Hiker happy at home after ordeal in forest

EVERETT — A sandwich never tasted so good.

It wasn’t the corn flakes or grape Kool-Aid he’d been craving, but it beat the dried fruit, nuts and rice crackers he’d choked down for several days.

Jon Pontrello didn’t even mind that it was a tuna sandwich.

"I usually hate tuna, but it was really good," the 18-year-old Everett man said.

Pontrello and friend Jonathan Parks, 20, were stranded in Olympic National Park for almost a week before a helicopter crew spotted the men Sunday outside a shelter about 17 miles from the Bogachiel Valley trailhead near Forks.

A three-day hike had turned into a soggy, cold weeklong adventure that wasn’t all bad, depending on how you look at it, Pontrello said.

"Even though it sucks being lost, all the fear is a fire that transforms you in a way," he said.

Parks declined an interview with The Herald.

Pontrello is a senior at Cascade High School and attends Running Start at Everett Community College. He and Parks wanted to spend part of their spring break last week exploring the park.

They started off Monday and expected to be home by Thursday in time for Pontrello’s mountaineering class.

But snow and rain, along with bad trail conditions and insufficient provisions, left the hikers lost and stranded.

The men had hiked more than 20 miles when they encountered snowdrifts. They decided to return but were forced to camp out, using a poncho tied to a tree with strings. During the night the makeshift shelter collapsed under heavy rains.

"It was like a dunk tank. We were drenched from then on," Pontrello said.

The cold set in, and so did some mild delirium, he said. The men mistakenly left behind the poncho and a sleeping bag. They also lost the trail, which hadn’t been cleared and had sustained damaged over the winter. They found an elk trail and followed it before realizing it wasn’t the way home.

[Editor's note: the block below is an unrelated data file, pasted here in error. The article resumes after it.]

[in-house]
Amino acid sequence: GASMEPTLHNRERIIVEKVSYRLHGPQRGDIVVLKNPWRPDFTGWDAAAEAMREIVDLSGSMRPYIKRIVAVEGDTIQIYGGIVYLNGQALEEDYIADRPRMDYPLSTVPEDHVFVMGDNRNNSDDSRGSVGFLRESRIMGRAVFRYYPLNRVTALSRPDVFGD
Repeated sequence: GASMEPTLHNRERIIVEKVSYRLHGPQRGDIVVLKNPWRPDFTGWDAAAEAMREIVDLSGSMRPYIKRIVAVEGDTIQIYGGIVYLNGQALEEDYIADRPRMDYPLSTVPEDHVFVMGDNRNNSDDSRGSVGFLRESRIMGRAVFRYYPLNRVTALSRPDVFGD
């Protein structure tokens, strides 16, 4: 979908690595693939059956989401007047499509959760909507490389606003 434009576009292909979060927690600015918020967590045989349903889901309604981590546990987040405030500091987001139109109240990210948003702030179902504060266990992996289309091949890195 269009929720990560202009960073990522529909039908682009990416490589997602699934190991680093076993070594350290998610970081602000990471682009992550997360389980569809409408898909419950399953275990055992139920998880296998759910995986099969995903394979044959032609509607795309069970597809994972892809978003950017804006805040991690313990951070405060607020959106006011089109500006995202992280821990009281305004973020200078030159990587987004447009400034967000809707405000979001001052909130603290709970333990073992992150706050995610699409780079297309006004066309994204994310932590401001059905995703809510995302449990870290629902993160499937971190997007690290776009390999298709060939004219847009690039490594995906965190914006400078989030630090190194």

Tired, hungry and wet, the hikers camped out under a tree Thursday and Friday nights. They shared a sleeping bag and talked about food.

Pontrello craved "normal" food — corn flakes and grape Kool-Aid. They drooled over the thought of a Dairy Queen Blizzard.

They also talked about the possibility that no one would find them.

"We were turning into zombies. We could barely get out of the sleeping bag," Pontrello said.

On Saturday, things got worse. The hikers were hearing voices and imagining other people were on the trail with them.

"It was the turning point. I thought, ‘If we don’t get out of here now, we won’t ever get out of here,’" Pontrello said.

The hikers mustered enough strength to keep walking and followed a river. They spent another night in the cold, not knowing a search and rescue crew had begun looking for them.

Pontrello’s parents called police after the boys failed to return home Thursday night, and a search started late Friday.

On Sunday, the sun came out, bolstering the men’s spirits. They were able to find a park shelter. A search-and-rescue helicopter spotted them drying off in the sun.

It was Pontrello’s 18th birthday.

His first gift was a tuna sandwich from park ranger Ryan Mahalili, who had hiked up to the shelter.

Two rangers and the hikers stayed one more night and were flown out Monday. They were taken to a hospital for treatment of minor hypothermia.

The men also headed for a Dairy Queen, where they savored Oreo and cookie dough Blizzards.

Pontrello dropped more than 15 pounds from his 6-foot frame, and had severe blisters and other injuries to his feet from walking in soggy boots.

Dave and Kim Pontrello said they never lost hope that their oldest son would come home.

"We joke that we might not let him out of the cul-de-sac again, though," Kim Pontrello said.

The family attributes the happy reunion to the selfless volunteers who searched for the men. The search-and-rescue team took the family’s concerns for the men seriously, and quickly coordinated a search for them.

As for Pontrello, he says his adventure in the woods has changed him. He will go on hiking — but will be better prepared next time — and from now on he won’t be racing to the top of the mountain.

"I don’t have to be so intense. I can be happy wherever I am," he said.

"I don’t think being lost in the woods like I was is necessarily good, but I think it’s good to get lost in other ways sometimes. It gives you time to reflect on who you are," Pontrello said.

Reporter Diana Hefley: 425-339-3463 or hefley@heraldnet.com.

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